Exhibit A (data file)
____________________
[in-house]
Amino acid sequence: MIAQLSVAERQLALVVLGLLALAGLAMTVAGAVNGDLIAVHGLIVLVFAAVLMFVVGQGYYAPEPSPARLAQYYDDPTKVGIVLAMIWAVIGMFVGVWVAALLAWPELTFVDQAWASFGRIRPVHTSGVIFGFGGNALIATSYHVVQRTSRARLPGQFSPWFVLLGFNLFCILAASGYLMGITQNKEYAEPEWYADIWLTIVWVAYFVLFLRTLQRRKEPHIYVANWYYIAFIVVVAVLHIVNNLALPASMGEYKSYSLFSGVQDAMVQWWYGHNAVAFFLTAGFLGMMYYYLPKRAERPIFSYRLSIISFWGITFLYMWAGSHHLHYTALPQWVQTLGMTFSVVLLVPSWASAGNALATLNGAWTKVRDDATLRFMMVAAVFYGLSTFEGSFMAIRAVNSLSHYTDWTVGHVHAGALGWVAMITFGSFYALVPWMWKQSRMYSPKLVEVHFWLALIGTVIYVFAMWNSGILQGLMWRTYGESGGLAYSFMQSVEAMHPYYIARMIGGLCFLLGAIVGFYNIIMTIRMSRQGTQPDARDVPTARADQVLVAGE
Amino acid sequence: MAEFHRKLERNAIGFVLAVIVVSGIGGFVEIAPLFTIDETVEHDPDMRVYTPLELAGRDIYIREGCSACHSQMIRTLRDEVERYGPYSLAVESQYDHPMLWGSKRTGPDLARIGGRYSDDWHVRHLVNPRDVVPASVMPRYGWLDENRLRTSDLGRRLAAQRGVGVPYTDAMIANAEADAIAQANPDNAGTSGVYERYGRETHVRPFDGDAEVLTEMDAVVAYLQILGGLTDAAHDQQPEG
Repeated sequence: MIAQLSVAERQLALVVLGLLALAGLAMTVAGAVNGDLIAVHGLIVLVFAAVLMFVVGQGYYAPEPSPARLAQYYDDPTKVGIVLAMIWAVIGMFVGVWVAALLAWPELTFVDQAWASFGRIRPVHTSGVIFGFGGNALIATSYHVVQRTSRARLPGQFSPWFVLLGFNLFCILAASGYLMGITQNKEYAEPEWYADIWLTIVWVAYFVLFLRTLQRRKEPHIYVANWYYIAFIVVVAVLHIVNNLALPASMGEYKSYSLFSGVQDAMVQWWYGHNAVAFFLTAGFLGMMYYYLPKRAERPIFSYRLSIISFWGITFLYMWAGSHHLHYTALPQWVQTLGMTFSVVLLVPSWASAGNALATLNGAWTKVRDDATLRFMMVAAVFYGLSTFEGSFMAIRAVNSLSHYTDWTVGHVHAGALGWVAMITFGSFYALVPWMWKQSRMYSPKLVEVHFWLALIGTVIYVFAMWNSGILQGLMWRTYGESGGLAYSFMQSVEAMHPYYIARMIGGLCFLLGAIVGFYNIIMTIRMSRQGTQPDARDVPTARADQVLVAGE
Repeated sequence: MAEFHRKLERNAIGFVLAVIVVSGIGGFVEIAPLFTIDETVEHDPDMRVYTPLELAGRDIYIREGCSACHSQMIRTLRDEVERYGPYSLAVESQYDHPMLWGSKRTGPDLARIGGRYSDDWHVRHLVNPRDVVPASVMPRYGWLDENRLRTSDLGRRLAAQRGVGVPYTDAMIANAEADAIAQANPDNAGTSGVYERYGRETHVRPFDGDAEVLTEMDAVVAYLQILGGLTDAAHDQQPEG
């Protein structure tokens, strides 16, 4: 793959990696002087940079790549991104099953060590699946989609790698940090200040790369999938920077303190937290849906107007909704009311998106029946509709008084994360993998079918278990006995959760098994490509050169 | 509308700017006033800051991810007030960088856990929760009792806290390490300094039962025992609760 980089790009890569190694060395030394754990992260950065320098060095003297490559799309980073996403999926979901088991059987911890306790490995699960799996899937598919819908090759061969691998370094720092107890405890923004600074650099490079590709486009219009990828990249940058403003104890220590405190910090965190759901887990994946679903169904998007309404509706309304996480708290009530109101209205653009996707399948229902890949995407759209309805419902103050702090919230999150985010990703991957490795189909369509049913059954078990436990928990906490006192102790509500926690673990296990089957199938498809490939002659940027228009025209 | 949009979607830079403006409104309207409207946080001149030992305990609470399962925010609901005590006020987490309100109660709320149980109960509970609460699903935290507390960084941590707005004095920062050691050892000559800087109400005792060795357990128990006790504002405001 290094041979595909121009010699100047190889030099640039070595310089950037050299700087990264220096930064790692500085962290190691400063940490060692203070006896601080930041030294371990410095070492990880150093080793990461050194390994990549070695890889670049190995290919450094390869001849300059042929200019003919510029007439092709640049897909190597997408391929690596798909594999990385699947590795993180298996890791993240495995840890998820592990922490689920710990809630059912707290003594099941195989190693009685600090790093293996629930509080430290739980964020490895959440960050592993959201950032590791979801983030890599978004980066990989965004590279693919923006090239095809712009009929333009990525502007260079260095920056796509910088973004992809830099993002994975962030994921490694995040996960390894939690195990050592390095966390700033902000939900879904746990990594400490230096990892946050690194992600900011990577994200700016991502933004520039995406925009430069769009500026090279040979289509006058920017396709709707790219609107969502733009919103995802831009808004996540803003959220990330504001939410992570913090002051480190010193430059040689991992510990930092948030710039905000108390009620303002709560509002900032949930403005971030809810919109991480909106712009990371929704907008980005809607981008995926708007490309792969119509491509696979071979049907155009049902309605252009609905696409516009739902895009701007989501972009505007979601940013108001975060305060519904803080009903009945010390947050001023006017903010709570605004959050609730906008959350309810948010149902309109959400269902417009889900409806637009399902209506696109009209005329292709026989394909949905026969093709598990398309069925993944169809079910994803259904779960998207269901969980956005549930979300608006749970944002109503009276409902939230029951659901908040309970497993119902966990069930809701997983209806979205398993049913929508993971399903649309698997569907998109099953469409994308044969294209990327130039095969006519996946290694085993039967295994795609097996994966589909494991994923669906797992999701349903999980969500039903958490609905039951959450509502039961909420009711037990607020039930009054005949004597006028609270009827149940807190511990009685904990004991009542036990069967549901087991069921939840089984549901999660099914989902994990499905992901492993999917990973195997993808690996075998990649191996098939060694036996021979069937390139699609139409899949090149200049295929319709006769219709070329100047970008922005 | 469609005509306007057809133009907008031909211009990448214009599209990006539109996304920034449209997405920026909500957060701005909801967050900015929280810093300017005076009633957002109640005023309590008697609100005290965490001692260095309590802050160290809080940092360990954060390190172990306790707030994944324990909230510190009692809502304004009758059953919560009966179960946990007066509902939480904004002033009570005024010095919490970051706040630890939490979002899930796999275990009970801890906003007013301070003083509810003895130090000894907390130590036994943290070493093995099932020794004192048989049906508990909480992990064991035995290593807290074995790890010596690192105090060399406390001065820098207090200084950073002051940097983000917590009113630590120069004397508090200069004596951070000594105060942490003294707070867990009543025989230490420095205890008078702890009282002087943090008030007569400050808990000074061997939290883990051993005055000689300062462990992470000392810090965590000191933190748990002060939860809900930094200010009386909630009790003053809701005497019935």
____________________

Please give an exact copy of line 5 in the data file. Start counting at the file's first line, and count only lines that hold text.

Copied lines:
Repeated sequence: MAEFHRKLERNAIGFVLAVIVVSGIGGFVEIAPLFTIDETVEHDPDMRVYTPLELAGRDIYIREGCSACHSQMIRTLRDEVERYGPYSLAVESQYDHPMLWGSKRTGPDLARIGGRYSDDWHVRHLVNPRDVVPASVMPRYGWLDENRLRTSDLGRRLAAQRGVGVPYTDAMIANAEADAIAQANPDNAGTSGVYERYGRETHVRPFDGDAEVLTEMDAVVAYLQILGGLTDAAHDQQPEG